POX 186

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POX 186
Observation data (J2000 epoch)
Constellation Virgo
Right ascension 13h 25m 48.6s[1]
Declination −11° 36′ 38″[1]
Redshift 0.003903[1]
Helio radial velocity 1170[1]
Apparent magnitude (V) 17.0[1]
Notable features Blue compact galaxy
Other designations
POX 186, PGC 46982[1]
See also: Galaxy, List of galaxies

POX 186 (also known as PGC 46982), located in the constellation Virgo, is a dwarf galaxy that is still forming. The galaxy is considered very small and distorted compared to most older galaxies, such as our own Milky Way Galaxy. It is currently believed to have first begun forming when two enormous clouds of gas and stars crashed into each other less than 100 million years ago, sparking new stars to form. Some people believe this may be direct evidence of a new theory, speculating that later-forming galaxies in our universe are smaller than galaxies that have been around for billions of years. POX 186 appears near the star Spica, the brightest star in Virgo.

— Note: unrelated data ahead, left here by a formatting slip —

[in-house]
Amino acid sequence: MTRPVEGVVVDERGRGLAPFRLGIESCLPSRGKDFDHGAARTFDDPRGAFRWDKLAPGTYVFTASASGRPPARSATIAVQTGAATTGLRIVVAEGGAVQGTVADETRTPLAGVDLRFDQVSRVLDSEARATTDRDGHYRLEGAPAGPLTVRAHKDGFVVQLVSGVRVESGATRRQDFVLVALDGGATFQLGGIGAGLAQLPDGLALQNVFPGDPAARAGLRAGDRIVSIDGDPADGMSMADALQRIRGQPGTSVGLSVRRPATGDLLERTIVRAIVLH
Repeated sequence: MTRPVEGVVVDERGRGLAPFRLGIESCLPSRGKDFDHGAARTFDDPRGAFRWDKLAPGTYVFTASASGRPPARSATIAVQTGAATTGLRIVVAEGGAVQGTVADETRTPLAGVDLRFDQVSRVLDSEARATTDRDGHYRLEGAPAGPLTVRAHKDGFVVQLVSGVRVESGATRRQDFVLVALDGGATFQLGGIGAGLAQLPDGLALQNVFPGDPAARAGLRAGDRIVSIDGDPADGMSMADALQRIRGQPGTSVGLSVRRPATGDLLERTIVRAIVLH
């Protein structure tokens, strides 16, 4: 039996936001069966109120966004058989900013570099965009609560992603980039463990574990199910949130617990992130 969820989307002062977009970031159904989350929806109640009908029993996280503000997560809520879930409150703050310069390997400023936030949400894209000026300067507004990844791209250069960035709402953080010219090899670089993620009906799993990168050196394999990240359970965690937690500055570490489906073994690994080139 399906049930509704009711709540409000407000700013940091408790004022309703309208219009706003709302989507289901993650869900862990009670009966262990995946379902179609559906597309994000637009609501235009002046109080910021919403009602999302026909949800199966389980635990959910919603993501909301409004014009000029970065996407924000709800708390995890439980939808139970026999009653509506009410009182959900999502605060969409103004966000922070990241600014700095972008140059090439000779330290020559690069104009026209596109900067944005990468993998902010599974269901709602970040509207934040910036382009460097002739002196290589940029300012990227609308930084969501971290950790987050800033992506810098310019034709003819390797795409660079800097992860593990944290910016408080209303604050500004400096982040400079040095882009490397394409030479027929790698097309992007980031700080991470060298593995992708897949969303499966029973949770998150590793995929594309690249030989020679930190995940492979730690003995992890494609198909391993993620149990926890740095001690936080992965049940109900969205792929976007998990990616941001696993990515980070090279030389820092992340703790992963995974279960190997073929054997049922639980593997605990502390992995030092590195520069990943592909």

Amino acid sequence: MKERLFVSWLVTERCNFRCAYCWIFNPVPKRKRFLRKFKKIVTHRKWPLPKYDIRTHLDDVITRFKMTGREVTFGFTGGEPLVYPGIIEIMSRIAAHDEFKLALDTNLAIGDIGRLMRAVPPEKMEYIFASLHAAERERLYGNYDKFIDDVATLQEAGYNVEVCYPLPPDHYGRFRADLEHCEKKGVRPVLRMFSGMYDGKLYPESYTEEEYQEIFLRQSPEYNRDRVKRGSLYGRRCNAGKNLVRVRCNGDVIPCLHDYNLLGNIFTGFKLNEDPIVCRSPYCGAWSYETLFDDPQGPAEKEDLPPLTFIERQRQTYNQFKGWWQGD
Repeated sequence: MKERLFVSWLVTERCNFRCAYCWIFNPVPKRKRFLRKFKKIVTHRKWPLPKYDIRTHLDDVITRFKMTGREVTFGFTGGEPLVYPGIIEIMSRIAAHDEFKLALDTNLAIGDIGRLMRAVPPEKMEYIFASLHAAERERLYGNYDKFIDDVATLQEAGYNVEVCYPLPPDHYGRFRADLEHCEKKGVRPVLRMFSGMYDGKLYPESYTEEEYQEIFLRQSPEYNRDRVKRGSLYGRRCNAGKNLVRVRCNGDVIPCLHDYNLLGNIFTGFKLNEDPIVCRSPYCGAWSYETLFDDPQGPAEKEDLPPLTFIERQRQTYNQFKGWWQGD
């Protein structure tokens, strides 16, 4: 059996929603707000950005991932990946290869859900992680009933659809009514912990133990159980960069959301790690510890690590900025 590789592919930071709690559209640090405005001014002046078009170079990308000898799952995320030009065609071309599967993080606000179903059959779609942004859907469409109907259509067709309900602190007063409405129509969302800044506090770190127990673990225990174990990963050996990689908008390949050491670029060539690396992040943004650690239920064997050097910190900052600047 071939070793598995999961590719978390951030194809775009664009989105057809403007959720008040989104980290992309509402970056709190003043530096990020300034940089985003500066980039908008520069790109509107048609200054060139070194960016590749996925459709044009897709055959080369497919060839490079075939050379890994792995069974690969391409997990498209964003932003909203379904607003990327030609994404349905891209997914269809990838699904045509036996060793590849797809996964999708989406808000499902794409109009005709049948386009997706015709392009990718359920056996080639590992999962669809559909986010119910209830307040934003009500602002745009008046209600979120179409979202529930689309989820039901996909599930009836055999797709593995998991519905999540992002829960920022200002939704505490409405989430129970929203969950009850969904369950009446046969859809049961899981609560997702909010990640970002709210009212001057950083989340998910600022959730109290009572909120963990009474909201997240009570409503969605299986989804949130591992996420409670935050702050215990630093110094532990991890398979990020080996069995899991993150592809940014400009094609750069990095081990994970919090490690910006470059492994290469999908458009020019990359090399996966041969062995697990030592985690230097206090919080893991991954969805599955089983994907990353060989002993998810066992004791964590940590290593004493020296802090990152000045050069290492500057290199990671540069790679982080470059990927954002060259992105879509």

References[edit]

  1. ^ a b c d e f "Results for NGC 7582". NASA/IPAC Extragalactic Database. Retrieved January 7, 2017. 

Sources[edit]